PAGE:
A cell block last used as overflow housing for Death Row has been transformed into an honor unit for disciplinary-free residents of San Quentin.
The purpose of the “Earned Living Unit” is to incentivize prison residents to participate in rehabilitative programming and stay out of trouble. The first residents moved into the new ELU, the Donner section of the Q’s South Block, to find conditions unlike any other housing unit they had ever lived in.
“I can breathe easier,” said Michael Callahan. “The first thing I noticed was the clean air,” especially compared with the dusty, smoky, stale air in his old block.
Callahan said the cleaner, quieter environment, increased phone access and individual showers bring peace of mind. He moved in with a cellmate but hopes to get a single-occupancy cell. That’s the biggest incentive for many who sign up to move in. But it’s not enough just to sign up.
“Your spot on the waiting list is dependent on your ability to stay involved in programs and stay disciplinary free,” read the response to one person’s request to move in.
Not everyone wants to move. Many prefer to stay in the other blocks because their jobs or friends are there, or because they don’t want the added scrutiny or stigma of living in an honor unit.
Inside the ELU, within a month, the first residents created a list of expectations for the newly forming community. Guideline number one: “Any music or noise within your cell shall be kept at a level that does not allow other cell occupants to hear it.”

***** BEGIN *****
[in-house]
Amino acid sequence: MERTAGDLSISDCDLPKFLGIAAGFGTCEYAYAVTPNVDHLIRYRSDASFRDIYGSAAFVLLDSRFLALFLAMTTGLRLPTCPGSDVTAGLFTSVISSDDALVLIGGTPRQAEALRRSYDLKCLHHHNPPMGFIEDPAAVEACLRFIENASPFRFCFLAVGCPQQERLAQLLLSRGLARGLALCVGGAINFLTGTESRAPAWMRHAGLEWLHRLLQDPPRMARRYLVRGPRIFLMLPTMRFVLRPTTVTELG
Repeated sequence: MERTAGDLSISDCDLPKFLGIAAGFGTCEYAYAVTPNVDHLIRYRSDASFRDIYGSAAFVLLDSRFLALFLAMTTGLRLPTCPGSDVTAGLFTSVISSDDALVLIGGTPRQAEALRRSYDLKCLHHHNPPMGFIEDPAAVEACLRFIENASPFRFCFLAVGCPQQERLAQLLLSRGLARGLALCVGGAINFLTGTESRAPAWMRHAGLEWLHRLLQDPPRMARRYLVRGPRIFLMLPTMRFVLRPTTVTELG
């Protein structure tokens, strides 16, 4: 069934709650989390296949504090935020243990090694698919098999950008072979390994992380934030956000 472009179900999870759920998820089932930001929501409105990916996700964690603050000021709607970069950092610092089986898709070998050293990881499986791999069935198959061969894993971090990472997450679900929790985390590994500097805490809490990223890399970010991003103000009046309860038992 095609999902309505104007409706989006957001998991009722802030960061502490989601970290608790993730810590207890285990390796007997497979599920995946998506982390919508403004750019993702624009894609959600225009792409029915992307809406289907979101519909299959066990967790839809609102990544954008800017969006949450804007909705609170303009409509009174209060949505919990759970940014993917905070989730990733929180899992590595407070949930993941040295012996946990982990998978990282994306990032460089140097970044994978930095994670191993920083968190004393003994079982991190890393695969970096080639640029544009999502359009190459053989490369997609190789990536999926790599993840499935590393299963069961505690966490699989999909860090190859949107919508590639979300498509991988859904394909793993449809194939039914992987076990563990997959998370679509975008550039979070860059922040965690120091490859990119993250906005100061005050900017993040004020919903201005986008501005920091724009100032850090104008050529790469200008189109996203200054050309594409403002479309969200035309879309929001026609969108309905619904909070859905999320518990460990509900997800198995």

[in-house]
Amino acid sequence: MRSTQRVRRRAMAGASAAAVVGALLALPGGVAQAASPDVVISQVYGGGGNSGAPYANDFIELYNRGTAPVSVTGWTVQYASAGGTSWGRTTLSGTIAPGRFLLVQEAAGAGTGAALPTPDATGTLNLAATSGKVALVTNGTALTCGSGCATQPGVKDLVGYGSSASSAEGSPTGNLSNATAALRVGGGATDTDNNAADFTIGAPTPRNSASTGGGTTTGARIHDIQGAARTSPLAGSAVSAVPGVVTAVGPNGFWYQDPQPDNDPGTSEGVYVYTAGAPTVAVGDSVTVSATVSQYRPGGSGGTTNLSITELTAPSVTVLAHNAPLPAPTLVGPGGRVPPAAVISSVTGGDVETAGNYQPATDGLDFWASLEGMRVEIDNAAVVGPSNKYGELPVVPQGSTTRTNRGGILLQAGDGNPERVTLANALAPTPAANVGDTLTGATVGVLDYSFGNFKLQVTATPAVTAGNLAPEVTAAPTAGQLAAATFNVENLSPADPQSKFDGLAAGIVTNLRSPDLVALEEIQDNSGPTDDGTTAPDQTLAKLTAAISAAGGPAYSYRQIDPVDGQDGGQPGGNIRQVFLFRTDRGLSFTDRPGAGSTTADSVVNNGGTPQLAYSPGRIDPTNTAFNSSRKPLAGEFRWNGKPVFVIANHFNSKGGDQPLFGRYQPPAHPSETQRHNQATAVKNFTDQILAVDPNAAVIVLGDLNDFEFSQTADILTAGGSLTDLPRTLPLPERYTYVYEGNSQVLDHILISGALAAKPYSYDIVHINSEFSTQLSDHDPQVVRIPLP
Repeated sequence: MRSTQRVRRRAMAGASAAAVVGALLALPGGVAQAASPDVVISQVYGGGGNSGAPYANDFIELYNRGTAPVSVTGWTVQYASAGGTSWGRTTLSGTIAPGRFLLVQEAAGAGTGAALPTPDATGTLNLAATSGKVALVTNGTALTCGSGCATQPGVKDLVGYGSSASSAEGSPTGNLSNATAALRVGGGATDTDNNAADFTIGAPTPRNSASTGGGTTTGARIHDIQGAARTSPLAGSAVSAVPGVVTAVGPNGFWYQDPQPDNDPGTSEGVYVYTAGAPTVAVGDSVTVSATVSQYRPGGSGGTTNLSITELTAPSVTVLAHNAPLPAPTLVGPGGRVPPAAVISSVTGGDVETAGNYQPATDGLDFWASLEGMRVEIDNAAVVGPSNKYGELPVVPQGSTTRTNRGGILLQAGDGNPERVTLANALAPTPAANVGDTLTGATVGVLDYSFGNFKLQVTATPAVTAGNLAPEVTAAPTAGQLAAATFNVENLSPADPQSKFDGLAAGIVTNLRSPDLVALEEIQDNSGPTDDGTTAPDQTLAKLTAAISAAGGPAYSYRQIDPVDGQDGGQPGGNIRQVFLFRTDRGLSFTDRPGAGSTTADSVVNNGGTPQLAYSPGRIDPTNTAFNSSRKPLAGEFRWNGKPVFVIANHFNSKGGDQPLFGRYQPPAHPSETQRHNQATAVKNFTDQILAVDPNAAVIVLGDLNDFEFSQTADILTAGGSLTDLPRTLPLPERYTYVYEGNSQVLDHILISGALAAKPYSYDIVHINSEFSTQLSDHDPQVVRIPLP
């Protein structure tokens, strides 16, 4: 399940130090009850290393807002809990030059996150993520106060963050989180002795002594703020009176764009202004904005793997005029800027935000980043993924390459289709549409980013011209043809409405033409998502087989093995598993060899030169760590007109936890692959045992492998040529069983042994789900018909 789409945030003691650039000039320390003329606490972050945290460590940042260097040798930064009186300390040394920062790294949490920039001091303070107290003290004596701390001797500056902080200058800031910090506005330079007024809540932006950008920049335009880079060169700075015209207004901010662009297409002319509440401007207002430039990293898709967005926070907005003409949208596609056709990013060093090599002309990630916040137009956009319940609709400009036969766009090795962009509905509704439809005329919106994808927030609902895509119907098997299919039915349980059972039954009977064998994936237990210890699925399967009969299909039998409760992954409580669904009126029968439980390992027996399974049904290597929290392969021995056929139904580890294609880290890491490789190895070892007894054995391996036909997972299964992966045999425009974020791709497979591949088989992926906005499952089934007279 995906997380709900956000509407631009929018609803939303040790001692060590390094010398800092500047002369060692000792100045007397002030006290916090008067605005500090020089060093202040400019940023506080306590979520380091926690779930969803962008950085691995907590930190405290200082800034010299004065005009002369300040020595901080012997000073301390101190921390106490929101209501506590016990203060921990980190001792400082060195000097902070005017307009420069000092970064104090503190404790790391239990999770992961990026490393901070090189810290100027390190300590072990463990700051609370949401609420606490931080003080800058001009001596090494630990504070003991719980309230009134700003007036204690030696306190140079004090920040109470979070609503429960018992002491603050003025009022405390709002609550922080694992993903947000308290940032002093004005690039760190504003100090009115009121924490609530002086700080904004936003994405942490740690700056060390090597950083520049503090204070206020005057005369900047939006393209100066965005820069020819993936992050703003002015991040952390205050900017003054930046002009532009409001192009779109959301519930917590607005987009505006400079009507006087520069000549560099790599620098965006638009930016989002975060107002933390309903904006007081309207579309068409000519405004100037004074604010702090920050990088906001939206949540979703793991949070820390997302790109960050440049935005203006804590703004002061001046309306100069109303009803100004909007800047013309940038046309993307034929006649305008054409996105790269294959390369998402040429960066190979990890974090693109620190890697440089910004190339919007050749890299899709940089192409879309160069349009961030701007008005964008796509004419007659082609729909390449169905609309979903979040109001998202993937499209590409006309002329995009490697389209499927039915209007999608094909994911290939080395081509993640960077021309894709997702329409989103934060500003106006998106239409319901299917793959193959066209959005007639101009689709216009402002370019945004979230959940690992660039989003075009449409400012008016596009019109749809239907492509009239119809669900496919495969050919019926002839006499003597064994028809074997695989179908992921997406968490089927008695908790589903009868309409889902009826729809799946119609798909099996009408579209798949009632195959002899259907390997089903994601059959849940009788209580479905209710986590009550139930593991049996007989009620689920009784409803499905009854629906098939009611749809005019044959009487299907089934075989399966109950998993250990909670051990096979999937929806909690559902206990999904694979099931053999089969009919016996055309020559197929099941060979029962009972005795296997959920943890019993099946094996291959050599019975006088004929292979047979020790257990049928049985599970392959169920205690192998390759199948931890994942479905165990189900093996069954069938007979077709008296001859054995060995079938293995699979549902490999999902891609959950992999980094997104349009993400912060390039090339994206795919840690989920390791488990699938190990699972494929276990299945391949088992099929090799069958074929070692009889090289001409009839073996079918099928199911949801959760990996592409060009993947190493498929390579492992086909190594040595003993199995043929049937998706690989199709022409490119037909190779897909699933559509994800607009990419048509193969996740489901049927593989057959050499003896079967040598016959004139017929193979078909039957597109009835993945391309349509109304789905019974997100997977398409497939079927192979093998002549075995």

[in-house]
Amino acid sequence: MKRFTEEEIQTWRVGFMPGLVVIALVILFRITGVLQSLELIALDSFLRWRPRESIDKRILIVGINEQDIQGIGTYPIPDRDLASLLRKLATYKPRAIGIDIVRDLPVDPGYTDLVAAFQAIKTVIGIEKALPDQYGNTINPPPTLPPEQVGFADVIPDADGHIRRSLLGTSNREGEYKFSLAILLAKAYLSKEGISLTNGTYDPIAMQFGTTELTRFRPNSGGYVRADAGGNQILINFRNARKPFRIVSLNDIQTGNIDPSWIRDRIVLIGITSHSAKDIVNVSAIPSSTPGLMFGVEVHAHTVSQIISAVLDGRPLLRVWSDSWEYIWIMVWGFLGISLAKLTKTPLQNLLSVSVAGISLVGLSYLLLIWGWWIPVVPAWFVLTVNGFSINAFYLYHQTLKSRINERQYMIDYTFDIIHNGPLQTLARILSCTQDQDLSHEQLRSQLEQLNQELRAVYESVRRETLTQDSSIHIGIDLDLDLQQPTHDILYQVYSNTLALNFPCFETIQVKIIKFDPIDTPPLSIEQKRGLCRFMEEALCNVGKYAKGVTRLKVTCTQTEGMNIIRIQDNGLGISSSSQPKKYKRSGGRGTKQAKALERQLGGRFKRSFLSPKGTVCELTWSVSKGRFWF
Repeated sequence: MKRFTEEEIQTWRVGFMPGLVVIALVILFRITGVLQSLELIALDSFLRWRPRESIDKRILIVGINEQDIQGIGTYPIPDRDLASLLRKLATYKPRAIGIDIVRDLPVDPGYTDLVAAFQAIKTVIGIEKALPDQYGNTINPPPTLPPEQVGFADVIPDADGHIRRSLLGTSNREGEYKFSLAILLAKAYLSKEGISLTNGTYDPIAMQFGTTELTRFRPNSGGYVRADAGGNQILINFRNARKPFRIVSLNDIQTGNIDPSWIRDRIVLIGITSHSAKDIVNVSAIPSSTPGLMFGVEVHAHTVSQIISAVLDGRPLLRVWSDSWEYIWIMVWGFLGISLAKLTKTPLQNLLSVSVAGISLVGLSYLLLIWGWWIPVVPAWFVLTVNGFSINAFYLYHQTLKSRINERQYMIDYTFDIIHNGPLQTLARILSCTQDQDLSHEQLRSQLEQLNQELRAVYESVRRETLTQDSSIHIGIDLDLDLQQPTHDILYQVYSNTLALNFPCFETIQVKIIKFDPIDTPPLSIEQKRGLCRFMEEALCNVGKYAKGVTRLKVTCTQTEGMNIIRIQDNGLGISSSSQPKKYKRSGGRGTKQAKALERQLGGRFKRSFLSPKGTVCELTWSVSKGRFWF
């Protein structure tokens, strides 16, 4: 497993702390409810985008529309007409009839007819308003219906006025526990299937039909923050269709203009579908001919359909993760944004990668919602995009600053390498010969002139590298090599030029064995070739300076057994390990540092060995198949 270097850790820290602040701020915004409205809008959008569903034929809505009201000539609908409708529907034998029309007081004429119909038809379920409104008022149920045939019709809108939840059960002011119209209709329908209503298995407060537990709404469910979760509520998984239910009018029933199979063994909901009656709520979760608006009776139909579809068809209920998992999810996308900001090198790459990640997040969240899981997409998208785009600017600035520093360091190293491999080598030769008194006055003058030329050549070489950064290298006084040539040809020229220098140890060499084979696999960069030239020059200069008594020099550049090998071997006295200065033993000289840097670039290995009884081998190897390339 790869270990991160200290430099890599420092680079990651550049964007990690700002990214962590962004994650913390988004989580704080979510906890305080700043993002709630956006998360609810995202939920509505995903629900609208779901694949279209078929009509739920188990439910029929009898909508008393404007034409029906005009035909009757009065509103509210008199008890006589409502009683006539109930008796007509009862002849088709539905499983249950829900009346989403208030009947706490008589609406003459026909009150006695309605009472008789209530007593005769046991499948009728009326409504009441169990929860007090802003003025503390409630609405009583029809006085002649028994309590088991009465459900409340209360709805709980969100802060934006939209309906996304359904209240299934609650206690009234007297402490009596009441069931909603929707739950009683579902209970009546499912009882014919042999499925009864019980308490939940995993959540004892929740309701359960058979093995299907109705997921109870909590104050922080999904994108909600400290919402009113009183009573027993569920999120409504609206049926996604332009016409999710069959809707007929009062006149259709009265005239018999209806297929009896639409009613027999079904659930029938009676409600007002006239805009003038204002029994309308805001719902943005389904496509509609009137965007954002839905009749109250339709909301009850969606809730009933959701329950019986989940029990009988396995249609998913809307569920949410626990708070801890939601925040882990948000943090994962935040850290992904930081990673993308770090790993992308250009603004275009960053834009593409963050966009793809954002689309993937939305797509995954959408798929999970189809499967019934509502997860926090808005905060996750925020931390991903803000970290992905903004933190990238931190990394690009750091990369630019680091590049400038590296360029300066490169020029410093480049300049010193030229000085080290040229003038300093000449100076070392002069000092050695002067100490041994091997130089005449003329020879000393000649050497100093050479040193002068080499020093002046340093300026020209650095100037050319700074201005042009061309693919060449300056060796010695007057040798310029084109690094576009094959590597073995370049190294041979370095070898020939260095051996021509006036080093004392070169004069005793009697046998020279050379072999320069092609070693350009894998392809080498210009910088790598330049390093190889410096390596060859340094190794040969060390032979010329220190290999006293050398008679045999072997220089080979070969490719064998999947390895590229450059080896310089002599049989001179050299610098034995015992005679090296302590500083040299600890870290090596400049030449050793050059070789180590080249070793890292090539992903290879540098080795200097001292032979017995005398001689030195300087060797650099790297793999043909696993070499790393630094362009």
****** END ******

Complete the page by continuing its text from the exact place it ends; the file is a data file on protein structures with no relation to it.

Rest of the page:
Other guidelines included expectations to keep cells clean, remain violence free, and “respect both staff and fellow inmates as you yourself wish to be respected.” They also prohibit blocking visual inspection into cells, illicit drug use and sexual behavior. Those are already CDCR regulations. The difference in the ELU is that these residents are now making a commitment to each other to create a positive environment or move out.
“We already kicked out five or six,” said Sgt. Steadler, giving an orientation to the new arrivals in March. One guy had a tattoo needle, and another had cell phone contraband.
“If you’re not sure about something, come talk to us,” Steadler said. “We want that relationship and we can talk through 99% of the problems. Lt. Haub and I both have an open door policy.”
Haub called Donner ELU “the model of what East Block is going to become.” Converting East Block into another ELU is part of former SQ Warden Ron Broomfield and Gov. Newsom’s $20 million plan to continue transforming the prison into an innovative rehabilitation center.
Broomfield and Newsom talked and shook hands with the residents of the new Donner ELU when they visited in February to see their plan in action. CDCR has begun their planned transfer of all residents of East Block, currently Death Row, to other prisons. “The state wants this program to succeed,” Haub said. “The administration does. We do too. We want you to succeed.”
Haub said he knew of eight guys who had received parole dates since moving into the Donner ELU. One of them is Wyatt McMillian, one of the first to move in when the unit opened in October.
“I was a screw up,” said McMillian, who spent more than three decades in prison. He said he had worked hard to change and had not been involved in any violence since 2010.
“I earned this,” he said, crediting the less crowded, more respectful culture to helping him rehabilitate and better prepare for his sixth parole board hearing.
McMillian was found suitable for parole in November. “The difference was me,” he said. “I was able to prepare peacefully, connect the dots, and get past that last bit of shame.” He was released from prison in April.